Coliseum has spent a decade of existence wedged within a punk-rock Venn diagram, falling in the overlap of punk, hardcore, rock and roll, and all sorts of “post” subgenres. Here ringleader Ryan Patterson talks about its punishing new record and much more.
[audio:http://alarm-magazine.com/wp-content/uploads/2011/05/Communal_Blood.mp3|titles=This Will Destroy You: “Communal Blood”]
Instrumental-rock quartet This Will Destroy You coined a new term to describe the music on its latest album, Tunnel Blanket: “doomgaze.” It’s remarkably apt — the sort of evocative portmanteau that makes music writers everywhere drool — as TWDY’s dense, slow-burning, guitar-driven tunes typically skip past melodramatic meandering and head straight for Boris-like levels of sonic density. We asked the band’s guitarist, Chris King, to make us a playlist, and the doom-gazer dropped this Shining Void on us.
Shining Void Mix by This Will Destroy You
“Then came human beings. They wanted to cling but had nothing to cling to.”
Aaron Turner, founder of Hydra Head Records and frontman for pioneering metal band Isis, is no stranger to the art of making an album, from the studio to the shelves.
In addition to laying down guitar riffs and vocals, Turner is an accomplished visual artist, responsible for cover art, layout, and package design for numerous bands. This unique knack for the aural and visual aspects of music inspired us to ask Turner about his favorite fellow double threats.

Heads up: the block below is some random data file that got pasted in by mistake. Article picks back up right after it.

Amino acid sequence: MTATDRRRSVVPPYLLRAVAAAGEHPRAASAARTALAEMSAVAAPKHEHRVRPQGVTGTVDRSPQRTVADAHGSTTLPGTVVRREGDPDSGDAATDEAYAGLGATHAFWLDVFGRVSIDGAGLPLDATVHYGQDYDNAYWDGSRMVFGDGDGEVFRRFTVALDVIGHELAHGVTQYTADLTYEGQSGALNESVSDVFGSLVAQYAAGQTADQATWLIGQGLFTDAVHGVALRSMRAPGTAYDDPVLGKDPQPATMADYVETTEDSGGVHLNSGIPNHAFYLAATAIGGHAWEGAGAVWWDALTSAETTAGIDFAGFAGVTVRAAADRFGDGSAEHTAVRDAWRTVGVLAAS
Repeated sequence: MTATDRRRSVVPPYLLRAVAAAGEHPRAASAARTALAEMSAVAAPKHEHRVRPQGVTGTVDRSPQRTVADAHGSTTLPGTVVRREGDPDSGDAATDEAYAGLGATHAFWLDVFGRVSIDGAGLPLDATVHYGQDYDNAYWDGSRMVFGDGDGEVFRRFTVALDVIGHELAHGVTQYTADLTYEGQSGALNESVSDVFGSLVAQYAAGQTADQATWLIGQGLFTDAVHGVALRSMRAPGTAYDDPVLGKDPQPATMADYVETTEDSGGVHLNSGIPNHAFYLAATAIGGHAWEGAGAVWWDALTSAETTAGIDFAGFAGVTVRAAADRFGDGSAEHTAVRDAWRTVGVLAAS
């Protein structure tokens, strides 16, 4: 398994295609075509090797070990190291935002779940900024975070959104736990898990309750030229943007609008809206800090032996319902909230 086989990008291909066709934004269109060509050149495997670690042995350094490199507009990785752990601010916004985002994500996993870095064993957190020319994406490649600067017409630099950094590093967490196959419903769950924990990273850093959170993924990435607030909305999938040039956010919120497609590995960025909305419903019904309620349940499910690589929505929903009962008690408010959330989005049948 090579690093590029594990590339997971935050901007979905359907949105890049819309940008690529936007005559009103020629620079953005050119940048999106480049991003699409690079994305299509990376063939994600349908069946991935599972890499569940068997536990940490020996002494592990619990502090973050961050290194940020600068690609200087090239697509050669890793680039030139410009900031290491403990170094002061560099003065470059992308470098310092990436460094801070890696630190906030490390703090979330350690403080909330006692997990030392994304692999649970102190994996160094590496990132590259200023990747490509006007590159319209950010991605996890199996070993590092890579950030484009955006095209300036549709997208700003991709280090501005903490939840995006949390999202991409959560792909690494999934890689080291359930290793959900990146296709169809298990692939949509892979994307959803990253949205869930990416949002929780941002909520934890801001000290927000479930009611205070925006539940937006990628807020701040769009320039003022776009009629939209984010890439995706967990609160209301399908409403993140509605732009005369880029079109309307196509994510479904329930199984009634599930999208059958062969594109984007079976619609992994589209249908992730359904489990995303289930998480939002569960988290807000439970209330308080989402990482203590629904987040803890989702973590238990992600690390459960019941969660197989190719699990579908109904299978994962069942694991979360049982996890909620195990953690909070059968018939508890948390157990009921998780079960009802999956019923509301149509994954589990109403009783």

My Favorite Musicians/Artists/Designers by Aaron Turner
Album art is and always has been an extremely crucial component of the experience of an album for me. Though there certainly have been records I’ve loved that have had terrible cover art, most of those that have left an indelible footprint in my mind have been those with a visual presentation of power equal to that of the music.
When I think back on the records that have shaped my ideas about what it means to make music, I usually have a tangible feeling that comes with that recollection, a sense of the atmosphere that the record created for me and how that atmosphere was accentuated or more clearly defined by the accompanying sleeve art. As that has been true in the past for me, so it is now; when checking out new records, I’m consistently drawn to those with compelling covers that draw me in and make me what to know what’s going on inside.
In the last 10 years or so, I’ve become particularly interested in musicians who are also active participants in designing or creating artwork for the albums that they make. It seems logical to me that those people would have the best understanding of what the music is about and the clearest idea of how to communicate that visually. Some of my favorite album covers now are those that have been made wholly or in part by the musicians who also have created the music itself.
Below is a list of people who reside in that category of musician/designer/artist and who have excelled at both aspects of making memorable albums.
1. Fangs Anal Satan (Boris)
Boris has made some tremendous albums over the years, and the music has always been matched by the equally excellent illustration and design. Like the band, which has mutated through a series of different incarnations (in sound rather than personnel), so too have the visuals, without ever dropping in consistency of quality.
From album to album, numerous tactics have been employed: rigid restraint bordering on minimalism, unorthodox packaging materials (colored foam, die-cut cardboard, hand-painted boxes containing dried flowers, etc.), psychedelic fantasy scenes paying homage to ’70s album artist Roger Dean, parodies of classic metal logos (Venom), extensive and beautifully arranged LP-sized photo books. Each release is a special artifact in its own right and as such warrants even further focus towards the music and the packaging from the listener/viewer.